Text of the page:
A theology of the Saošyants as savior figures appearing at the end of time to accomplish the Frašō.kәrәti is clearly articulated in later Avestan texts. As a single person, this figure is known generally as the Victorious Saošyant (saoš́yant- wәrәθrajan-) and specifically as Astwat̰ .әrәta (see ASTVAT̰ .ƎRƎTA). Y. 26.10 (also Yt. 13.145) declares: “We worship all the ... Frawašis of the righteous, from Gaya Marәtan (the first man) to the Victorious Saošyant.” According to the belief, he will arise from the Kąsaoya sea (see KAYĀNSĪH), sprung from the seed of Zoroaster watched over by 99,999 Frawašis (Vd. 19.5; Yt. 19.92;13.62). His mother, to be impregnated by the semen, is known by two names, Ǝrәdat̰ .fәδrī and Wīspa.taurwarī; the latter is explained at Yt. 13.142: “she is ‘all-overcoming’ because she will give birth (to him) who will overcome all hostilities of daēwas and men.” In the role of eschatological figures the Saošyants are numbered among the “unborn men who (will) accomplish the Frašō.kәrәti” (frašō.carәθrąm; Yt. 13.17; 19.22). Haoma exhorts Zoroaster to praise him “for strength as the future Saošyants will praise me”  (Y. 9.2). At Yt. 19.89, the Kāwyan Glory (xʷarәnah) “will accompany the Victorious Saošyant, as well as (his) other companions, when he will make existence wonderful (frašәm), not aging, imperishable, not rotting, not putrefying, ever-living, ever-thriving, when the dead will rise up ...” (see also KAYĀNIĀN xii). That is, the primordial paradise of Yima will be reclaimed in the end.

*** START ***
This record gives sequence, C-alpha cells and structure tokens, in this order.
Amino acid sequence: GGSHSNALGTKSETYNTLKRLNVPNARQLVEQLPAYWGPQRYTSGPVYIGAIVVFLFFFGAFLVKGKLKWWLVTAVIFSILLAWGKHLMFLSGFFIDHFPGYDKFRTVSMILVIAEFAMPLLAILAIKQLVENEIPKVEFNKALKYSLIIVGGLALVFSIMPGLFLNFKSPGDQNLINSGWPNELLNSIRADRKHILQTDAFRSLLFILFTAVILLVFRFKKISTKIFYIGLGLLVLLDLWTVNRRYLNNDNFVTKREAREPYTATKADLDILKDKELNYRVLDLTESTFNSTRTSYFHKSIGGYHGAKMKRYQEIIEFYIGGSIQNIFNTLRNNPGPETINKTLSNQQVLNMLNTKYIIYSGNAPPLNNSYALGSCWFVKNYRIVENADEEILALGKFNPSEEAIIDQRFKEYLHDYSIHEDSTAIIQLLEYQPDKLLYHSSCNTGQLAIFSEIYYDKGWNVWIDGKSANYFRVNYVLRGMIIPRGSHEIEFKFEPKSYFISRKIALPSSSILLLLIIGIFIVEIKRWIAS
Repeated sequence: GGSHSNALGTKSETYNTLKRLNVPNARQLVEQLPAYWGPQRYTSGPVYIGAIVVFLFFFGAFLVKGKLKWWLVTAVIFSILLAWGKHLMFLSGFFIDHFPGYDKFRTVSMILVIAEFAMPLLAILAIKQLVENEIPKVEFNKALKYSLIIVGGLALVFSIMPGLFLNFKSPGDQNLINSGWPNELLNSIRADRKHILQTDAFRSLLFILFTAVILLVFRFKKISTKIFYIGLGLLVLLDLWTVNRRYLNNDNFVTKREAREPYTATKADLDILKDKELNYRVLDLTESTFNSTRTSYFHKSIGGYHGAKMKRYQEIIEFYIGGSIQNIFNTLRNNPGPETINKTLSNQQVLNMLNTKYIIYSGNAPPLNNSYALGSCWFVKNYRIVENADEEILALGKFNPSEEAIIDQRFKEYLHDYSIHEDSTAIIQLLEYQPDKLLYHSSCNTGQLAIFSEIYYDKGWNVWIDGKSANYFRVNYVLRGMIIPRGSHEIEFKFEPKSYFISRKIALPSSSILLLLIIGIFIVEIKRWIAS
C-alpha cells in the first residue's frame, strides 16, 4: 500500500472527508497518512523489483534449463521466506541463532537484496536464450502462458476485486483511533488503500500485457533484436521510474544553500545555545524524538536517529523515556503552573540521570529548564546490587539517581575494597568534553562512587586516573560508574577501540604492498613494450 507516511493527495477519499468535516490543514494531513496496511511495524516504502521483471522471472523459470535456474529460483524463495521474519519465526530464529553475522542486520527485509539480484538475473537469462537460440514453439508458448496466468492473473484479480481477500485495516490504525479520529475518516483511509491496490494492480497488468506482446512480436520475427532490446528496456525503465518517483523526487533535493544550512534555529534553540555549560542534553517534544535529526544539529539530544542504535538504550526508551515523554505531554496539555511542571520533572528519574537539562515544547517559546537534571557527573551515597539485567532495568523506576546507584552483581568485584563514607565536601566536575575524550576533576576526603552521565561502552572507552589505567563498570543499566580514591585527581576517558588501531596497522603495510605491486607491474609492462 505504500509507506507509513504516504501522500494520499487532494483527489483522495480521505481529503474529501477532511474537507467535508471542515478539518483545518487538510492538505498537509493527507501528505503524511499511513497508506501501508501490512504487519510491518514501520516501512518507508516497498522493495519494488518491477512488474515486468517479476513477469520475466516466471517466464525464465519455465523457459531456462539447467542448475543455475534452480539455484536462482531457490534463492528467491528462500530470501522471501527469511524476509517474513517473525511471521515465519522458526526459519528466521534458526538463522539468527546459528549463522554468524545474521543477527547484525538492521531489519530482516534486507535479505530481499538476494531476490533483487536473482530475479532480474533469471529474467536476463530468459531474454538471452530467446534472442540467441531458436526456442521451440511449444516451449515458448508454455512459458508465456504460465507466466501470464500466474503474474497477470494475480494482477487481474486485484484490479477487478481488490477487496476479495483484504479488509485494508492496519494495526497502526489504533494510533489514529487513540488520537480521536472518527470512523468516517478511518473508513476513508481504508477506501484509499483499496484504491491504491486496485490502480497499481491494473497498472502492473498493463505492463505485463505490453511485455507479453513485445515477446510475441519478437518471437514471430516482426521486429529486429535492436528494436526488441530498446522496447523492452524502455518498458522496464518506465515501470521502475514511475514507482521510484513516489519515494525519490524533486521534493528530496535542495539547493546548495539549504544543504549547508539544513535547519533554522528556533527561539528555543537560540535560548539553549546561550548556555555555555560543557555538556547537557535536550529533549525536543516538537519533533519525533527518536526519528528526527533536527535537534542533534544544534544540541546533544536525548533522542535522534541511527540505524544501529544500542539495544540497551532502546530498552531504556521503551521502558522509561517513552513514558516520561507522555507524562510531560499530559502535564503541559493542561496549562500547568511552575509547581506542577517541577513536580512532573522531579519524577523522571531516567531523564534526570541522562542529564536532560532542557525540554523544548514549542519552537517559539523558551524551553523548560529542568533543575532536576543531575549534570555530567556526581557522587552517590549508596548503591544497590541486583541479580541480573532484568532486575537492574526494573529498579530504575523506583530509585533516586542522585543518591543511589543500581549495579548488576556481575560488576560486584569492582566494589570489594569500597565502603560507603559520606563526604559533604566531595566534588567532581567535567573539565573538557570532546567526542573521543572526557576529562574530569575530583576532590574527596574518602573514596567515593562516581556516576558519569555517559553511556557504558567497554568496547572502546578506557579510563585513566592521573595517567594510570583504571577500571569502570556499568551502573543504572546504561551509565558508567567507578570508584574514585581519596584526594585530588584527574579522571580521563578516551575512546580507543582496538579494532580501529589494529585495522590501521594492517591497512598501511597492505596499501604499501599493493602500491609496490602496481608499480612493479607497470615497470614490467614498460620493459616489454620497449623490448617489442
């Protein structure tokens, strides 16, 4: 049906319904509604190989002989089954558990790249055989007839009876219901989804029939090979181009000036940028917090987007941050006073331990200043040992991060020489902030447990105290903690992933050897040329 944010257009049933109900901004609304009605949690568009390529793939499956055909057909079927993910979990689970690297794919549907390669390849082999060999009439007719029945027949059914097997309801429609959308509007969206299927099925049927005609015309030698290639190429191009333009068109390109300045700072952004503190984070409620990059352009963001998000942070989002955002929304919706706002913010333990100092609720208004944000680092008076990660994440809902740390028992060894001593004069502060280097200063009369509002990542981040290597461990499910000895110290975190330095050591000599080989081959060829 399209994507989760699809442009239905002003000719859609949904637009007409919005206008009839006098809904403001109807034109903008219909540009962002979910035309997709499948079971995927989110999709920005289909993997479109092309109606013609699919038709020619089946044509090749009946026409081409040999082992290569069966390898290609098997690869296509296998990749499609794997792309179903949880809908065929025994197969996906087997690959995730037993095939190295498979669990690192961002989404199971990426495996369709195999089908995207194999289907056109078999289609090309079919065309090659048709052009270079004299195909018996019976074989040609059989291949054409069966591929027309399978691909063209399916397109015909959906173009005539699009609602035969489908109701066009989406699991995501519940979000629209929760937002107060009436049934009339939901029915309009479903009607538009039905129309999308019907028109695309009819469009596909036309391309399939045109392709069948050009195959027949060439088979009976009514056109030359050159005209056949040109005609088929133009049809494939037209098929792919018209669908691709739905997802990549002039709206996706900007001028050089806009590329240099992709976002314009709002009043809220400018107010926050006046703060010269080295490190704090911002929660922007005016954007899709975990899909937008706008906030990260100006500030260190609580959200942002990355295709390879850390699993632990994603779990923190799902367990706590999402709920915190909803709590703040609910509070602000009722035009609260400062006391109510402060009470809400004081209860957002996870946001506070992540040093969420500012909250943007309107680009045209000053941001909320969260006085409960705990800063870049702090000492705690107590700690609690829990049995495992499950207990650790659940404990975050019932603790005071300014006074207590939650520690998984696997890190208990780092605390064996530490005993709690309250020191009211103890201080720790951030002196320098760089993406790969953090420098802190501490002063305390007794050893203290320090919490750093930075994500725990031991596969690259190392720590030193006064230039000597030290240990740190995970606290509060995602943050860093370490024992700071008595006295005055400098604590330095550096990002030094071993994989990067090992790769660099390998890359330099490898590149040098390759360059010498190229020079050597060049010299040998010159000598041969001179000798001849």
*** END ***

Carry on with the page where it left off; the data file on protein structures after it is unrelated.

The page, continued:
In the Pahlavi tradition, of the three sons of Zoroaster begotten through the preservation of his semen in the Kąsaoya sea, only the last bears the name Sōšyāns. According to the account in the Bundahišn (chaps. 33, 34) the first of the sons, Ušēdar (= Av. Uxšayat̰ .әrәta) will be born in the year 9970 to usher in the 10th millennium of the Zoroastrian world calendar. He will be followed by Ušēdarmāh (= Av. Uxšayat̰ .nәmah) in 10970 to usher in the 11th  millennium. In both cases the world will experience a brief period of increased goodness followed by a decline. Finally in 11943 the true and final Saošyant will be born. As Sōšyāns, he will begin the accomplishment of the Frašegird in 11973 with the resurrection of the dead and the performance of the final sacrifice of the bull Hadayānš, from whose fat the White Hōm will be rendered, whereby all will become immortal.



Chr. Bartholomae, Altiranisches Wörterbuch, Strassburg, 1904, cols. 1551-52, 1561.

M. Boyce, A History of Zoroastrianism I, Leiden and Köln, 1975, pp. 234-35, 281-293.

J. Darmesteter, Le Zend-Avesta I, Paris, 1892, p. 85, fn. 7. Although he gave the literal meaning as “bienfaiteur” in this note, he everywhere translated as “saint(s).”

A. Hintze, Der Zamyād-Yašt, Wiesbaden, 1994, pp. 365-67.

H. Humbach and K. Faiss, Zarathushtra and His Antagonists, Wiesbaden, 2010, where in all occurrences “benefactor(s)/savior(s)” is used.

H. Humbach and P. R. Ichaporia, Zamyād Yasht, Wiesbaden, 1998, pp. 163-64.

S. Insler, The Gāthās of Zarathustra, Leiden, 1975.

H. Lommel, Die Religion Zarathustras, Tübingen, 1930, pp. 205-236.

M. Mayrhofer, Etymologisches Wörterbuch des Altindoarischen II, Heidelberg, 1996, pp. 623-24.

Idem, Iranisches Personennamenbuch I, Wien, 1979, pp. 22-23, 37, 95.

J. Pokorny, Indogermanisches etymologisches Wörterbuch, Bern, 1959, p. 592.

E. W. West Pahlavi Texts I, SBE  V, Oxford, 1880. Here the Frašegird is Bundahišn, chap. XXX.

(William Malandra)

Originally Published: January 1, 2000

Last Updated: May 24, 2013